Social Context: We Act Differently In Different Circumstances and Social Settings

On a small scale, you probably behave differently whether you’re with your family, your coworkers, or your old college friends. You’re also likely to act differently in public than you do in the privacy of your home. Is this effect powerful enough to determine whether you follow a fashion trend or join a social movement? Knowing this is key to knowing how to spread ideas.

Small groups, in particular, have a strong power to amplify a message or idea and help create an epidemic for a few reasons. 

  • The power of group influence is stronger when each member of the group knows her fellow group members (e.g. you care more about what your friends and family think of you than strangers’ opinions).
  • Humans have a mental and emotional limit to the number of social relationships they can maintain, so the size of these groups must be within that limit in order to have that relational level of social influence. 
  • People rely on each other for division of labor and division of knowledge in order to work more efficiently in groups. This creates a network of interconnectedness and influence.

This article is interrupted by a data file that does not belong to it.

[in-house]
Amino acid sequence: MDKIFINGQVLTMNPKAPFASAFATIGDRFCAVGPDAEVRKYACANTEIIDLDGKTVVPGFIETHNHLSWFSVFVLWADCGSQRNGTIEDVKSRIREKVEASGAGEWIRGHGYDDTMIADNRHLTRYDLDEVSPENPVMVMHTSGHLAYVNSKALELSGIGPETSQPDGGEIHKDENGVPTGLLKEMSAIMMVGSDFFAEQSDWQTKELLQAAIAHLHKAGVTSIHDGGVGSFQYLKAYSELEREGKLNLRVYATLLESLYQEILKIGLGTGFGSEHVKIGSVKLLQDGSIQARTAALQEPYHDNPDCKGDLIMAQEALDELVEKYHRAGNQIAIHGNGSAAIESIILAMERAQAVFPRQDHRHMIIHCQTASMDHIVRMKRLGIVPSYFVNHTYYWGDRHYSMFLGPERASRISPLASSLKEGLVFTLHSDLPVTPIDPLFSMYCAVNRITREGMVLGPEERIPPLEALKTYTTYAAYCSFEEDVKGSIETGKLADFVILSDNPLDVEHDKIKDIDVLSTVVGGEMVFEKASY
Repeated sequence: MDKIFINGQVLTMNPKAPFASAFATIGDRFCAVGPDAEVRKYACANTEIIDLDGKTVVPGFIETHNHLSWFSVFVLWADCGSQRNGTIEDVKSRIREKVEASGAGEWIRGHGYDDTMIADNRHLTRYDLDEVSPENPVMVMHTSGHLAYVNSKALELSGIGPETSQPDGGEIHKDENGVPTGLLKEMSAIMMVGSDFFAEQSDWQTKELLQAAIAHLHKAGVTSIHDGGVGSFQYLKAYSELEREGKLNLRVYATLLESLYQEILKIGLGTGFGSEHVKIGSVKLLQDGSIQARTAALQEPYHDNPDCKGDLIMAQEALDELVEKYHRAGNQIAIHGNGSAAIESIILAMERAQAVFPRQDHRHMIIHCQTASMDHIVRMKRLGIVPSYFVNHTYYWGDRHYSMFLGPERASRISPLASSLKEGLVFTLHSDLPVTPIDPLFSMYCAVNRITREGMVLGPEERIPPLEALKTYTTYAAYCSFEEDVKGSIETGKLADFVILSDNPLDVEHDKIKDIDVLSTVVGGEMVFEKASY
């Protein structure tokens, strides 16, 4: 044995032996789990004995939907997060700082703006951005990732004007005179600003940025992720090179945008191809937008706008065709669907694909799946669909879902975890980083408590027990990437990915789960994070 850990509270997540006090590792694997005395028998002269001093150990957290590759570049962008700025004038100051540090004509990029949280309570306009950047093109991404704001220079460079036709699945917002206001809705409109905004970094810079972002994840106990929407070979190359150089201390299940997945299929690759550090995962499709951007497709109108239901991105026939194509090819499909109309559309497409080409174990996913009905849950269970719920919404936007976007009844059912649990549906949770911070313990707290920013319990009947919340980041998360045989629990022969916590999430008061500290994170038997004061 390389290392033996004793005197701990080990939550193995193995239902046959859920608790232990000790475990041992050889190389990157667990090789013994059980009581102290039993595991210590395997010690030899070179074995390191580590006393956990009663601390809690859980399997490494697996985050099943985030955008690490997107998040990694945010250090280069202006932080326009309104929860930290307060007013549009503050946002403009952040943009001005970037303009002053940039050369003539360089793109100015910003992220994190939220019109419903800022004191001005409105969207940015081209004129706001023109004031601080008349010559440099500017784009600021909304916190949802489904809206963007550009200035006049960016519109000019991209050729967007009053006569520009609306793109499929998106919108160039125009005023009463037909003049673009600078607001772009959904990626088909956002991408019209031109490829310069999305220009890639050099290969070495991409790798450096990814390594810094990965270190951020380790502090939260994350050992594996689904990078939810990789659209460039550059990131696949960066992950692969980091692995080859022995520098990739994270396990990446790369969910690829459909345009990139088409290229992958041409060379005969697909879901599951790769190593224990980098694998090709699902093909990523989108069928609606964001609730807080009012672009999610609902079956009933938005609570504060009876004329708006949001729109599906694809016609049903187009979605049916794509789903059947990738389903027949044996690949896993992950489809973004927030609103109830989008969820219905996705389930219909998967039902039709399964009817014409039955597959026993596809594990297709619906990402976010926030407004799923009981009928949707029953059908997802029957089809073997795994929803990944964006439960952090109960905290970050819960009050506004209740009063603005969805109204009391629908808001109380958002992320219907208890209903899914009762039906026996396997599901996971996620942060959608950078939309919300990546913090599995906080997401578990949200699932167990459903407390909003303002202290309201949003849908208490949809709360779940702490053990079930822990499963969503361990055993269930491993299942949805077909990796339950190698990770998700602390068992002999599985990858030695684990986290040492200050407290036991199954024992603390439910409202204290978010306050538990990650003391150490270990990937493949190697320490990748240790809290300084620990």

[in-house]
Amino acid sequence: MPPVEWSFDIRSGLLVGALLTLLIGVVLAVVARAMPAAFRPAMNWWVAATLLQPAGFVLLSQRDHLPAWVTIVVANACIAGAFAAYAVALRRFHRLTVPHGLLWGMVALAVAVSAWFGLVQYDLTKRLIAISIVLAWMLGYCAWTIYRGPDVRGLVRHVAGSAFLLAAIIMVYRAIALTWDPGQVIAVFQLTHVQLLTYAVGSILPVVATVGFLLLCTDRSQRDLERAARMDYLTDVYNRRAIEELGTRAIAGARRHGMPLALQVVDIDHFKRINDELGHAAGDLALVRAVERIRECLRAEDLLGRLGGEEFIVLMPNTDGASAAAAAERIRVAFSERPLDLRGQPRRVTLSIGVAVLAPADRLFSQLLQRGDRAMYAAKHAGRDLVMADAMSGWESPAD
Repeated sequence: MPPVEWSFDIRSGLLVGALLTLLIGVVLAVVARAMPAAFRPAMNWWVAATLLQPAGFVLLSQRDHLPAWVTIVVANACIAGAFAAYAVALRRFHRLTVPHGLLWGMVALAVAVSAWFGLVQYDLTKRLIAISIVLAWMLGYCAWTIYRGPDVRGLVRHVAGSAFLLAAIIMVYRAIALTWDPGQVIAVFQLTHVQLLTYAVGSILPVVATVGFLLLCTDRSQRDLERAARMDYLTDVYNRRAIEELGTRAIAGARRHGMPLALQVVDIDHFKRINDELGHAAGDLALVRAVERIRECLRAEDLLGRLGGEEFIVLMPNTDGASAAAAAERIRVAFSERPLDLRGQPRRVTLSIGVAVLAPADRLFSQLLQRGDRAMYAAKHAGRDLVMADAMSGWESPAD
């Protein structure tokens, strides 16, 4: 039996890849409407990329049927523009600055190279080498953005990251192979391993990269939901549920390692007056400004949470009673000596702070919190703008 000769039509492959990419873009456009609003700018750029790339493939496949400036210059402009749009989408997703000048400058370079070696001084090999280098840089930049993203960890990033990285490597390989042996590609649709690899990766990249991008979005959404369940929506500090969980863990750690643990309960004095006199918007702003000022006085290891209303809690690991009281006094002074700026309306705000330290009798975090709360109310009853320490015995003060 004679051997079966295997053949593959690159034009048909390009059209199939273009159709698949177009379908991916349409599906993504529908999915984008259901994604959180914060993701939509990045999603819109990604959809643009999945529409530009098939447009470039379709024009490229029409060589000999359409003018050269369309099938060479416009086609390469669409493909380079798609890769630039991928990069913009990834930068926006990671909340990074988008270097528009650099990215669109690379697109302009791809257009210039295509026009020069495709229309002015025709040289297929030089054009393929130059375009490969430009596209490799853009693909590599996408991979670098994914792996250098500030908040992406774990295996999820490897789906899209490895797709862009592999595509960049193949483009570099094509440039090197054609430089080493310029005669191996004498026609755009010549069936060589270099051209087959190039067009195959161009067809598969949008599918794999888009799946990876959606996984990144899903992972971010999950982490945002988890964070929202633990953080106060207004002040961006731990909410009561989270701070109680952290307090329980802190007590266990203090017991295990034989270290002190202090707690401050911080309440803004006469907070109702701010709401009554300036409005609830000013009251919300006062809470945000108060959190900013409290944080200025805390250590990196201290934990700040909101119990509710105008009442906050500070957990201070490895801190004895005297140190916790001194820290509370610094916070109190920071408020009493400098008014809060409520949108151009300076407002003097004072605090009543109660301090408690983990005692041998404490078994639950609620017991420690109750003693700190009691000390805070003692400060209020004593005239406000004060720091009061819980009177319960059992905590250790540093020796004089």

Following these three principles will help you spread ideas and create an epidemic.

Spread Ideas to Create an Epidemic: 3 Surefire Strategies

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  • What makes some movements tip into social epidemics
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  • How to cause tipping points in business and life

Amanda Penn

Amanda Penn is a writer and reading specialist. She’s published dozens of articles and book reviews spanning a wide range of topics, including health, relationships, psychology, science, and much more. Amanda was a Fulbright Scholar and has taught in schools in the US and South Africa. Amanda received her Master's Degree in Education from the University of Pennsylvania.